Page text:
Archive for the ‘Video and audio’ Category

GIP Legacy

PDF of flyer

DePaul University Humanities Center & the Department of Philosophy

Foucault and the legacy of the prisons information group (GIP)

MAY 8th, 2015
Richardson Library 115
2350 N. Kenmore
Chicago, IL 60614

Scholars Symposium

1:00-1:10 Opening Remarks
Kevin Thompson, DePaul University

1:10-1:30 “The Dialectic of Theory and Practice”
Bernard Harcourt, Columbia University

1:30-1:50 “Prisoners Inside / Intellectuals Outside: The GIP and the French prison revolts (1971-2)”
Nicolas Drolc, Documentarian

1:50-2:10 “The Creaturely Politics of Prisoner Resistance Movements”
Lisa Guenther, Vanderbilt University

2:10-2:30 “The GIP and the Question of Failure”
Perry Zurn, DePaul University

2:30-3:00 Q & A

Film Screening

7:00-8:30 Sur les toits (2014, French with English Subtitles)

8:30-9:00 Q & A with Director Nicolas Drolc

(2014, French with English Subtitles)
Nicolas Drolc, Director

Between September 1971 and the end of 1972, for the very first time in French history, prison inmates collectively initiated revolts that led to a takeover of their prisons, to the occupying of prison roof tops, and to the direct communication of their demands to the public.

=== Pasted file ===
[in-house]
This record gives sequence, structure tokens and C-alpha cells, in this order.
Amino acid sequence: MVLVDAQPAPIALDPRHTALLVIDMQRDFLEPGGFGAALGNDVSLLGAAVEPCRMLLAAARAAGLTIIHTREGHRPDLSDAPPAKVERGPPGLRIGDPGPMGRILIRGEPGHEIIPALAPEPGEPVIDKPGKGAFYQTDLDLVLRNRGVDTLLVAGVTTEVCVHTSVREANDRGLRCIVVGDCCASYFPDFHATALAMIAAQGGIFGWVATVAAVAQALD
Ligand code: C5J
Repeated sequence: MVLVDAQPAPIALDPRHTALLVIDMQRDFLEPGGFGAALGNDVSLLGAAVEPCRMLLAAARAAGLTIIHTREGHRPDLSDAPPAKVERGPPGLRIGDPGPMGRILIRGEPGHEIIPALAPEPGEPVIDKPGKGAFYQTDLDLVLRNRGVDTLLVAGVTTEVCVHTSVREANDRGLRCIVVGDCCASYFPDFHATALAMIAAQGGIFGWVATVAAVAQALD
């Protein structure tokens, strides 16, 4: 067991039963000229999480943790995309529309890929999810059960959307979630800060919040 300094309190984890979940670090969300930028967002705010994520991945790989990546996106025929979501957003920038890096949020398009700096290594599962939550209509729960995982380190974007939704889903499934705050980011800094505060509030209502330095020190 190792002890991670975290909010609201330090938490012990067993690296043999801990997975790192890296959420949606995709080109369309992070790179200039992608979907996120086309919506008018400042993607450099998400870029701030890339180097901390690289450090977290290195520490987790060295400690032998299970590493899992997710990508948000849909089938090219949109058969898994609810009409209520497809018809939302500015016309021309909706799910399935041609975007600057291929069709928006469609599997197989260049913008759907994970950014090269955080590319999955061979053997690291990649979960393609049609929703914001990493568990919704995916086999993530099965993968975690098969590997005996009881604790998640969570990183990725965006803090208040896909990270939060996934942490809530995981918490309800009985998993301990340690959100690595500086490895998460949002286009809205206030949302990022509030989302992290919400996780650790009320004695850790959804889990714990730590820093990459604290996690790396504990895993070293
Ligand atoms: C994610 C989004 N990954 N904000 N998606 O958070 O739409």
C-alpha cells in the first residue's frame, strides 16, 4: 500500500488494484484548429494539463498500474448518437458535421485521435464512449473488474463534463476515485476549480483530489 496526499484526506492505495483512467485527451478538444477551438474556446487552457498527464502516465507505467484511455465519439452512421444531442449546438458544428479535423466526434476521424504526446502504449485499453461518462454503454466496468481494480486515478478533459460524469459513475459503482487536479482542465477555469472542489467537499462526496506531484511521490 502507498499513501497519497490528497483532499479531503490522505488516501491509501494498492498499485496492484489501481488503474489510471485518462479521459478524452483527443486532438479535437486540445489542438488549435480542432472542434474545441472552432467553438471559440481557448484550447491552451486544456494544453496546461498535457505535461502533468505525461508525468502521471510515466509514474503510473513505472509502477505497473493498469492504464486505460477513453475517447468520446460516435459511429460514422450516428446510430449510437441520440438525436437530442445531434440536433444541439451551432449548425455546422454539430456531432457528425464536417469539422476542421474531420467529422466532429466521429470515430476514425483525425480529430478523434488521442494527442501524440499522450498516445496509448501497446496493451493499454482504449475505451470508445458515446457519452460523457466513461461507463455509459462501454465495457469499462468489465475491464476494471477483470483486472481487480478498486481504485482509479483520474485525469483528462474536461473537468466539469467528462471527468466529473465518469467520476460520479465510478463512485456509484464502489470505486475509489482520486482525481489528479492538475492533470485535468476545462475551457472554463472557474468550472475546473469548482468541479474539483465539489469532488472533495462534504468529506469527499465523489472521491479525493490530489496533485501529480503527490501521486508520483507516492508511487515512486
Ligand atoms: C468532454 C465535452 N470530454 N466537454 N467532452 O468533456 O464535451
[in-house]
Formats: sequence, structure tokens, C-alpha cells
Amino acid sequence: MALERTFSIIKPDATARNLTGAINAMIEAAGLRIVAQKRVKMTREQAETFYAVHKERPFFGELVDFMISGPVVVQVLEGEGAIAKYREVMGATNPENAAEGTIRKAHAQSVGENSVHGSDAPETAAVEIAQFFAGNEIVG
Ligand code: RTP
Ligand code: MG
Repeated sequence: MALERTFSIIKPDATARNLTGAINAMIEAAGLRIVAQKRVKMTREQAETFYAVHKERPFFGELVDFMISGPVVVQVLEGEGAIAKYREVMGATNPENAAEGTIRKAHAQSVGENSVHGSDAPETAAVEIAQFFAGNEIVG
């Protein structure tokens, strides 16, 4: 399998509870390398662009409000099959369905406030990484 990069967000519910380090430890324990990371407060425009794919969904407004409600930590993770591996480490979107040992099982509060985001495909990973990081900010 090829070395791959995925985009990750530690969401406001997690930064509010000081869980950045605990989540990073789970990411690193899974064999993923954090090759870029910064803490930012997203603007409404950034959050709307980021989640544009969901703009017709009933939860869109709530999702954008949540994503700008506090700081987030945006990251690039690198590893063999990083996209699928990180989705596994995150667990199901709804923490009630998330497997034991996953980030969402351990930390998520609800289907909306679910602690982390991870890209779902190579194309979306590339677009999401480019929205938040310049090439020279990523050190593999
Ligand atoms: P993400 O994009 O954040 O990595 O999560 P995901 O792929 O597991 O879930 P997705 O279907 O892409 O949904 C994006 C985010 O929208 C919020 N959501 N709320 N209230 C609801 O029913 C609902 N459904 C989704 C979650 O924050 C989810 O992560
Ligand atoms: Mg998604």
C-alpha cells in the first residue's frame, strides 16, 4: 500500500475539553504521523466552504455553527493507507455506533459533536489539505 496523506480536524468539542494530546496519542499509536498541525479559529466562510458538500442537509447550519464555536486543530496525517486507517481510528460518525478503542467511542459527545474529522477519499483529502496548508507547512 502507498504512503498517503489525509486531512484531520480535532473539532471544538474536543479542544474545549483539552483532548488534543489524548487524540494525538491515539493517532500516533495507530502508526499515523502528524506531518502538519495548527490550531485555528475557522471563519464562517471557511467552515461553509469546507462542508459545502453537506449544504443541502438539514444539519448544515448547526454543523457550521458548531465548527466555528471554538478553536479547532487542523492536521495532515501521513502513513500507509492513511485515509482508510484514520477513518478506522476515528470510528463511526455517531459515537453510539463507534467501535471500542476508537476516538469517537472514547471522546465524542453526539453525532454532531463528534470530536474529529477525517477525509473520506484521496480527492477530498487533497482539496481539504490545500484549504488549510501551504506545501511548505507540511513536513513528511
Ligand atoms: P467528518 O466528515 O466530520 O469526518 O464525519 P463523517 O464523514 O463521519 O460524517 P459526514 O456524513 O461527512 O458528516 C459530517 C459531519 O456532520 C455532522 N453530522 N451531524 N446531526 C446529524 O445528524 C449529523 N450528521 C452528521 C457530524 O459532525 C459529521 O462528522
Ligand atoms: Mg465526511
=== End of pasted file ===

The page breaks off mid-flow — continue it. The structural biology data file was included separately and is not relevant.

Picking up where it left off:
Now, forty years later, filmmaker Nicolas Drolc explores this forgotten page of social struggle. Through a mixture of archival footage and recordings and extensive interviews with the leaders of the revolt at Nancy, a prison warden from Toul, lawyer Henri Leclerc, sociologist and GIP co-founder Daniel Defert, as well as the ex-convict, writer, and political activist, Serge Livrozet, Sur les toits (On the roofs) paints a portrait of a time and a struggle whose legacy challenges us to confront in our own day the questions of imprisonment, punishment, and the diffusion of the carceral practices of control, surveillance, and normalization.